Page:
The abundant kowhai flowers along the riverbank attracted a host of warbling tui earlier this month, to the delight of walkers some of whom lingered as they crossed the bridge, cameras poised.Now we can hope that those birds with established nests are rearing their young with greater chance of survival than before FOOB came into existence. In September the trappers’ totals were 79 rats, 40 mice and 36 possums. This brings the number of rats caught for the year to over 600.
So the trappers are cheering. But the continuing catch rate gives no cause for complacency. The task is endless, unlike the energies of volunteers! At the moment we have eight regular volunteers working about 50 traps each. The challenge is to enrol more as we expand.
The increased numbers of animals caught, as shown in the graph, is partly a result of the extension of trapping lines, which now extend to the estuary at Stillwater. We now have 190 rat traps in place along the walkway and another 150 in locations off the track. The catch rate also reflects the seasonal availability of food.
About 30 stoat boxes have been built of which 20 contain DOC 200 traps. Some of these can be seen, loaded with an egg, along the walkway and others are off track. Mice continue to be a problem by devouring bait from rat traps without always being caught. Some boxes include mouse traps and we have a small number of separate mouse traps. More are needed, along with the funds to buy them.
Liaison has been established with a group in Auckland University’s Department of Statistics who are developing a programme called CatchIt. The GPS locations of all our walkway traps have been entered into this programme and we can thus monitor catch rates in each trap and area. The illustration shows an example of trap positions along Karepiro beach superimposed on a Google map.
FOOB has also had meetings with Forest and Bird representatives from the Stillwater and Whangaparaoa branches who have undertaken to clear the traps on the Stillwater end of the track and who run their own pest eradication programs on the peninsular.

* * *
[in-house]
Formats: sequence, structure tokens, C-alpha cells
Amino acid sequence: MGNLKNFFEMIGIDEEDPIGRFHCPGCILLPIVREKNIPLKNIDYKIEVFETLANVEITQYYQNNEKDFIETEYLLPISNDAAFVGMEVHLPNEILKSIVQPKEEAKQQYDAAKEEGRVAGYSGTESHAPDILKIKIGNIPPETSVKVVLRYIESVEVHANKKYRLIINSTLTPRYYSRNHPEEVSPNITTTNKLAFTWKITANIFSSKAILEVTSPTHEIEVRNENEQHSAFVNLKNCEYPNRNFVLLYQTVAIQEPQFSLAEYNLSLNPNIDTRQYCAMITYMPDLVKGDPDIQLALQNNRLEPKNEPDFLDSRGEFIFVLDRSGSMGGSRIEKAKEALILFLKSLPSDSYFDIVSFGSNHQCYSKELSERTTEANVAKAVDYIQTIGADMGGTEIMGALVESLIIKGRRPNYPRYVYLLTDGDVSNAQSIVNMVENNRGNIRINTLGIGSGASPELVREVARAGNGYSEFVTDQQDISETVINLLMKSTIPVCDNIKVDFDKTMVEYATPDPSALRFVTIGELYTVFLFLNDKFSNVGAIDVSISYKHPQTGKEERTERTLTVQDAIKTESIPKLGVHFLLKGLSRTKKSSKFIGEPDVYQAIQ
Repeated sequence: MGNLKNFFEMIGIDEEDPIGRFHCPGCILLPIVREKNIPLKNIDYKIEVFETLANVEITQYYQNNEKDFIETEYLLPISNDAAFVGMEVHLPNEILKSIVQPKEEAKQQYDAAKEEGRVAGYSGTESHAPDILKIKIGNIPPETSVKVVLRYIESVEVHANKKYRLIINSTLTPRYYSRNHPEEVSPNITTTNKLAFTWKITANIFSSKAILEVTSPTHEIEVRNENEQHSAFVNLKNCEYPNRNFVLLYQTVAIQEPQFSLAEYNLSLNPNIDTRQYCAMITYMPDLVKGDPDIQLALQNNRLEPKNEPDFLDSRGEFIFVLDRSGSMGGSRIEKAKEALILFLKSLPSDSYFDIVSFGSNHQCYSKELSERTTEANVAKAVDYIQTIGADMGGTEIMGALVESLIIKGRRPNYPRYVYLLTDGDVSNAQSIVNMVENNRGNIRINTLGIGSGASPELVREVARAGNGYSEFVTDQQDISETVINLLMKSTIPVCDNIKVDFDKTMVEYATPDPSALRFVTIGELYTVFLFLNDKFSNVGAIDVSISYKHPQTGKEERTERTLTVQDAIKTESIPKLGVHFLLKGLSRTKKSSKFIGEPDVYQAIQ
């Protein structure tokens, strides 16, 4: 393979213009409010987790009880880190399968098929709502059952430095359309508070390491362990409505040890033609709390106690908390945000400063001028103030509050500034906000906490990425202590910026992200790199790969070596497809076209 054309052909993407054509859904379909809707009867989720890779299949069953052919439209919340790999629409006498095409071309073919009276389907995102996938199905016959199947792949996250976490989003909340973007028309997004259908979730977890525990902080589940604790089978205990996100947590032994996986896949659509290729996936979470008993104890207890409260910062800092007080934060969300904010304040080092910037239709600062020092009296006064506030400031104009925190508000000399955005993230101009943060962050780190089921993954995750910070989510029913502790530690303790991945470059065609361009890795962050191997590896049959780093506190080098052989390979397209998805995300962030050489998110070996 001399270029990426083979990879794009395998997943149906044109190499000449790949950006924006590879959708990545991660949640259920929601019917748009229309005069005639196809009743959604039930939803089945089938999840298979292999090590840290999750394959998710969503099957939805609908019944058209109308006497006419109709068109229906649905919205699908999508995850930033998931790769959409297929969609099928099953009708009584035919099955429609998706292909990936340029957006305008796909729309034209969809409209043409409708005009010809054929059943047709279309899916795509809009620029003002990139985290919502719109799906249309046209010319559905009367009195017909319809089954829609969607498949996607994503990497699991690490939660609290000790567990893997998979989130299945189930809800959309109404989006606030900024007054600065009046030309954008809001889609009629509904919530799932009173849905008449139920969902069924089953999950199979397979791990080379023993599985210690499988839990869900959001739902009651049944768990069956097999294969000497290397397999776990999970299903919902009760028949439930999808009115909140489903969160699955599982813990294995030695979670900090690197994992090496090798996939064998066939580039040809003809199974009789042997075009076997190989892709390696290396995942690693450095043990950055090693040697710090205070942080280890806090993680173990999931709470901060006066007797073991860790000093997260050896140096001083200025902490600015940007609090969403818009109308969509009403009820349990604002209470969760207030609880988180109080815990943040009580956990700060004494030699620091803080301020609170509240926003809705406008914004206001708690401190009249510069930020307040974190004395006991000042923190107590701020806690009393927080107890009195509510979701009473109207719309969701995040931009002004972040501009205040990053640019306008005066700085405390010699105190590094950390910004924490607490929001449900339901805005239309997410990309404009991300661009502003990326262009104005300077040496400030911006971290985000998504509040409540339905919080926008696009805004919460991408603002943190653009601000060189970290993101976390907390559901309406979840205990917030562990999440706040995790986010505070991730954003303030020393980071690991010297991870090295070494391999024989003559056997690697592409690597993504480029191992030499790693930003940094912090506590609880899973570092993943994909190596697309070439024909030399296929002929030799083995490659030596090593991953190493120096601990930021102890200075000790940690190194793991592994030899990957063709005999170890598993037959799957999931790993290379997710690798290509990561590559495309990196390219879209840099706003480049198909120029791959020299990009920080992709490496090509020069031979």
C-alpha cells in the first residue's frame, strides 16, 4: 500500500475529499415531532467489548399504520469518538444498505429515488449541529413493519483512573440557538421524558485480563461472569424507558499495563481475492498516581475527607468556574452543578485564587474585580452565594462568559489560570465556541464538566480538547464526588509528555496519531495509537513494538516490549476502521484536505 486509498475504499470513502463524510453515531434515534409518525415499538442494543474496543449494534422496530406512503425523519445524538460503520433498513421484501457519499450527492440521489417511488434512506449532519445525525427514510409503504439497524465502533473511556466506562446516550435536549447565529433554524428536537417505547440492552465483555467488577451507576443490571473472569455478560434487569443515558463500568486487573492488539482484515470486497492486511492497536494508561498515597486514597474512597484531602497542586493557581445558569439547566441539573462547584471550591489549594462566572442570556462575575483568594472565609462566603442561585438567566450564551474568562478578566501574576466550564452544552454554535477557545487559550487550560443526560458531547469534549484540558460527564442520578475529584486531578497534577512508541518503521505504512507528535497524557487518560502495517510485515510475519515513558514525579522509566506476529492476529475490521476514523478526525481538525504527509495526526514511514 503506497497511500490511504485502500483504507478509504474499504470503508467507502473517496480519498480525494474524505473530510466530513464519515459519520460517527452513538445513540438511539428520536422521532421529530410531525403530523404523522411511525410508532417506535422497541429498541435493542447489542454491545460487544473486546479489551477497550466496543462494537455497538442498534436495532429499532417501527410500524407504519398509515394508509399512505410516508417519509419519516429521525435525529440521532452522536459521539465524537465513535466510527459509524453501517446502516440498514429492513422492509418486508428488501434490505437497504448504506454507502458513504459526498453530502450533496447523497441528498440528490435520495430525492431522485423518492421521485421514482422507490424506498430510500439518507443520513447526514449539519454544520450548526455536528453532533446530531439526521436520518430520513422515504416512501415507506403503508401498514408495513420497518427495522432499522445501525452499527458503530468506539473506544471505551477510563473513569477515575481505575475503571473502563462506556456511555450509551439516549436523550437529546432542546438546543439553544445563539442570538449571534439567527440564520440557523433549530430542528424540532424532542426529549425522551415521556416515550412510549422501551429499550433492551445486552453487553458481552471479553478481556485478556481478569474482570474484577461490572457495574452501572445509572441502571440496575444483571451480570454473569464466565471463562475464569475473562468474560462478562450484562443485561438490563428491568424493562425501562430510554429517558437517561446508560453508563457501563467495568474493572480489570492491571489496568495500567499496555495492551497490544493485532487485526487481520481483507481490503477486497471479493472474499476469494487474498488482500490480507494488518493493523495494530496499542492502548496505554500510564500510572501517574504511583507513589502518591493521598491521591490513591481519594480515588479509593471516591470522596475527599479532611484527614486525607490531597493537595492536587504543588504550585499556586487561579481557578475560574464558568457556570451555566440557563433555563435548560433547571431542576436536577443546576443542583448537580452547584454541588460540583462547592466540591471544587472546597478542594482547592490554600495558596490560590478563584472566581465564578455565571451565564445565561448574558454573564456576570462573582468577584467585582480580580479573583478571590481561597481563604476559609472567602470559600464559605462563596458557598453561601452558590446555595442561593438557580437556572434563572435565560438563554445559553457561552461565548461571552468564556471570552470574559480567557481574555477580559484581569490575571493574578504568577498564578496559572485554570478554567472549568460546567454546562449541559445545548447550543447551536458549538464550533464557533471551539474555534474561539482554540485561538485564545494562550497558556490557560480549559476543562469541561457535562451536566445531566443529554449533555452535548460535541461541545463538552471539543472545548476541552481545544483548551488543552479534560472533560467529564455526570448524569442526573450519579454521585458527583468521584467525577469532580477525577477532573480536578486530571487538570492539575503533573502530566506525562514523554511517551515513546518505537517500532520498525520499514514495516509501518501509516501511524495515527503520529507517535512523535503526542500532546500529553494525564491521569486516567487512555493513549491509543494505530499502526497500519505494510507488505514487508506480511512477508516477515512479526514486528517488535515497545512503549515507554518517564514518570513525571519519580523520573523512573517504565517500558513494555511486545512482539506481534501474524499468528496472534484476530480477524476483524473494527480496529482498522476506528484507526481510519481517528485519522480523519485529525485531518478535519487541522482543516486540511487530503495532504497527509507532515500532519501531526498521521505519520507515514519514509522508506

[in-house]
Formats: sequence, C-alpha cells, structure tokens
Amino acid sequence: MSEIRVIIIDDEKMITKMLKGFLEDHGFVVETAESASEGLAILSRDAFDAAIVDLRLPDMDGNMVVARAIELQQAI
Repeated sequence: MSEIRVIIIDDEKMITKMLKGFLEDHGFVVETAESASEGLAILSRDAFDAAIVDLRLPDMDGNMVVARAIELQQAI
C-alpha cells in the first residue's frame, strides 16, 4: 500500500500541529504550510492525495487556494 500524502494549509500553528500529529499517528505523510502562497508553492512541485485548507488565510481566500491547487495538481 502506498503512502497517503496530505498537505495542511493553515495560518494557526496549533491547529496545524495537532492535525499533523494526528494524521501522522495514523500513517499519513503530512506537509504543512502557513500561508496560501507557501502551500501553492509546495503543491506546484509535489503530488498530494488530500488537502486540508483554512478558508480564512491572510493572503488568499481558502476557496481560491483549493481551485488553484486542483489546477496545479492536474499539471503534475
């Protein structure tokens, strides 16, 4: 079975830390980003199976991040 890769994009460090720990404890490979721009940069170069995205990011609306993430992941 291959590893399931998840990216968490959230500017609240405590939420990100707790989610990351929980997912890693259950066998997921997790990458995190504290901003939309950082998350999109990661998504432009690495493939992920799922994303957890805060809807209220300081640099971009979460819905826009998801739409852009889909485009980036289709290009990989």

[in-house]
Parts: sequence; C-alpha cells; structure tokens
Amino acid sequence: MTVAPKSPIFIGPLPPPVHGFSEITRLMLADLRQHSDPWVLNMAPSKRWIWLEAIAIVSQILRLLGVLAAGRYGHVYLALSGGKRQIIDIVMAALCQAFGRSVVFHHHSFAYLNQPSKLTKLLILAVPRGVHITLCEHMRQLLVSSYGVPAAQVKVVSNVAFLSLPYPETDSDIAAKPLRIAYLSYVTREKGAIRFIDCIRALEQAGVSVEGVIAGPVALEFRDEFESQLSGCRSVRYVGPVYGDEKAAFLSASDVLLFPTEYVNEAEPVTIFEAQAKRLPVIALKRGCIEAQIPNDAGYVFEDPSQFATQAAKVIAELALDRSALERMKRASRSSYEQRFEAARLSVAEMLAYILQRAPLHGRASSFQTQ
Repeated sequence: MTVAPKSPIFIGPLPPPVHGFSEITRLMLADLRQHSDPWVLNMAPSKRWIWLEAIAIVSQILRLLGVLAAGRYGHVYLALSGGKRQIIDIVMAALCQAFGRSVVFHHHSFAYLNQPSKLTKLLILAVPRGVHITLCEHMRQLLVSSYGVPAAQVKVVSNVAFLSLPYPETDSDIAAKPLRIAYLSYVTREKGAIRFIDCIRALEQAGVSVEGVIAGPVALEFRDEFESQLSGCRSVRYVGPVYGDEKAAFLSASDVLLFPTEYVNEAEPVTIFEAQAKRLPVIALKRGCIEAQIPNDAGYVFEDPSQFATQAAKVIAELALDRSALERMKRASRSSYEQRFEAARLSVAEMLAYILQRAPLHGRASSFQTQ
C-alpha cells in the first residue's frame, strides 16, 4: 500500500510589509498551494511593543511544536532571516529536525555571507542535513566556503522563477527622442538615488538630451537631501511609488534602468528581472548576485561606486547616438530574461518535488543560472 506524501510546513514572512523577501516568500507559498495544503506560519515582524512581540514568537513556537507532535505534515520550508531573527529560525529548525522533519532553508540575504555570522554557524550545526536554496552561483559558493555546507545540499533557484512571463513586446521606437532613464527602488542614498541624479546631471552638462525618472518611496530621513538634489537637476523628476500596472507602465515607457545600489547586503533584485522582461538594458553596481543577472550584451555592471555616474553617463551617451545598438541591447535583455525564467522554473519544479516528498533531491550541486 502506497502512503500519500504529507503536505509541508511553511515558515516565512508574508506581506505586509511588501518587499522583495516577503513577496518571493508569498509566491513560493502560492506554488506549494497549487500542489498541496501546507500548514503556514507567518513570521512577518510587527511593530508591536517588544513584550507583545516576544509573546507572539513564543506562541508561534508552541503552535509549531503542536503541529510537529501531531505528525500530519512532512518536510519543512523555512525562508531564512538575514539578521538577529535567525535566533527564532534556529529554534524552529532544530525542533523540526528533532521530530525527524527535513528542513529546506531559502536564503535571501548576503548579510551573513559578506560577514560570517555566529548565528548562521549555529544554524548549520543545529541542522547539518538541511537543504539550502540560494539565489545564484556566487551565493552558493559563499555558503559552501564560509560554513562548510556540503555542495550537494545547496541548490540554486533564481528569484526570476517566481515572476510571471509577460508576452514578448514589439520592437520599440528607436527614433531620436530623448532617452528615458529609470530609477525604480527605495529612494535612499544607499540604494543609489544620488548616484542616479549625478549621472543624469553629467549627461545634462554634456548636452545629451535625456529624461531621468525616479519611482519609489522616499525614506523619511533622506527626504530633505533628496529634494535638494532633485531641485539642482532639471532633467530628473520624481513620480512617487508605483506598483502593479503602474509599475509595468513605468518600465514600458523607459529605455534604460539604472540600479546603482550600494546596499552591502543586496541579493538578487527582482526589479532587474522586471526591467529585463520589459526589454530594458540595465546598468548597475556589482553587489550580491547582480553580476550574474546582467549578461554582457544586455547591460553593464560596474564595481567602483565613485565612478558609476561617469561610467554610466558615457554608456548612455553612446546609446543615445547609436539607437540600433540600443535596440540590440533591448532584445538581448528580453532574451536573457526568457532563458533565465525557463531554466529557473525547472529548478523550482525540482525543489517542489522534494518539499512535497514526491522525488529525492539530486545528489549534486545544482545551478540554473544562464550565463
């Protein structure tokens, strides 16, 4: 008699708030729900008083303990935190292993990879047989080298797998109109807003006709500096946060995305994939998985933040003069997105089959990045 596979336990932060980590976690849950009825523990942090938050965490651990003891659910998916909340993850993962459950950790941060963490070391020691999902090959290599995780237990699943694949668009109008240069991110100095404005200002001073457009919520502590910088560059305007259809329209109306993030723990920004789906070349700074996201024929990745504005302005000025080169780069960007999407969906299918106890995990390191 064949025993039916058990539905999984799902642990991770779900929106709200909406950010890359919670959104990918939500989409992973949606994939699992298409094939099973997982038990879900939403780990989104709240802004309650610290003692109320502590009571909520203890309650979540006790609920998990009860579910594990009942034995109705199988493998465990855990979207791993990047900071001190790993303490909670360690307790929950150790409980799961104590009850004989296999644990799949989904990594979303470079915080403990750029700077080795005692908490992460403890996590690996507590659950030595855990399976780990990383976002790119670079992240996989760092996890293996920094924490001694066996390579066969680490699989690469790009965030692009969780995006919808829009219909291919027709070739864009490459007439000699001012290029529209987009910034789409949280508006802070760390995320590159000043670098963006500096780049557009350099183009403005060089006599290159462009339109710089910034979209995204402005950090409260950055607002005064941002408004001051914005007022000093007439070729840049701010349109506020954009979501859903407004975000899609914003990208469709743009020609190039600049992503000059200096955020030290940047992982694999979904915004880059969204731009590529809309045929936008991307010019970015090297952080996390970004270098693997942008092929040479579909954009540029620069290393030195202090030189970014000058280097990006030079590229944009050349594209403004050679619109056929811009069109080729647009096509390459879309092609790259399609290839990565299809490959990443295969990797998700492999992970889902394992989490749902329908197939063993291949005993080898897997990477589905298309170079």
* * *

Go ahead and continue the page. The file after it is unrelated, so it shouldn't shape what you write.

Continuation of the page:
Birders on the walkway should look out for a couple of spoonbills spotted by Peter Townend. He looks after Dacre cottage and its surrounds. All walkers should watch where they put their feet close to the high water line along Karepiro bay. David Rees, from Stillwater Forest and Bird, sent this photo of a dotterel nest he almost stood on.
These dotterel nests are crucial evidence for submissions that have been made to the Auckland Unitary Plan against the city’s designation of Weiti station for a population of about 5000 people. The developers have described Karepiro bay as a “failed” dotterel breeding area but the area is classed as a ‘significant ecological area”.
We ask that track users discourage all dog walkers and if they do not comply to please call council on 09 3010101 and ask for the north shore dog control team.
You might even be lucky enough to see the Auckland green gecko, identified by Rob, one of our alert volunteer trappers.
Our immediate priorities are to have pamphlets and signs ready before the influx of summer visitors. We hope to attract more public support for all our projects and, most importantly, to enlist volunteers. You don’t need to make a regular commitment – we welcome casual support. Training for weeding, ratlines etc. is on the spot and simple – and a dead rat or mouse is harmless. Contact Geoff Reid at firstname.lastname@example.org
Expressions of interest and support are welcome for our 2nd annual fundraiser on 14th February 2015 ….the Okura Forest Festival. Please contact email@example.com
Please renew your subscription – $10 individual, $20 family –
through Internet banking: ASB Albany 12-3042-0292404-50
or to Geoff or Lezette Reid at 109 Haigh Access Rd, Redvale.
A healthy membership is a prerequisite when making applications for funding.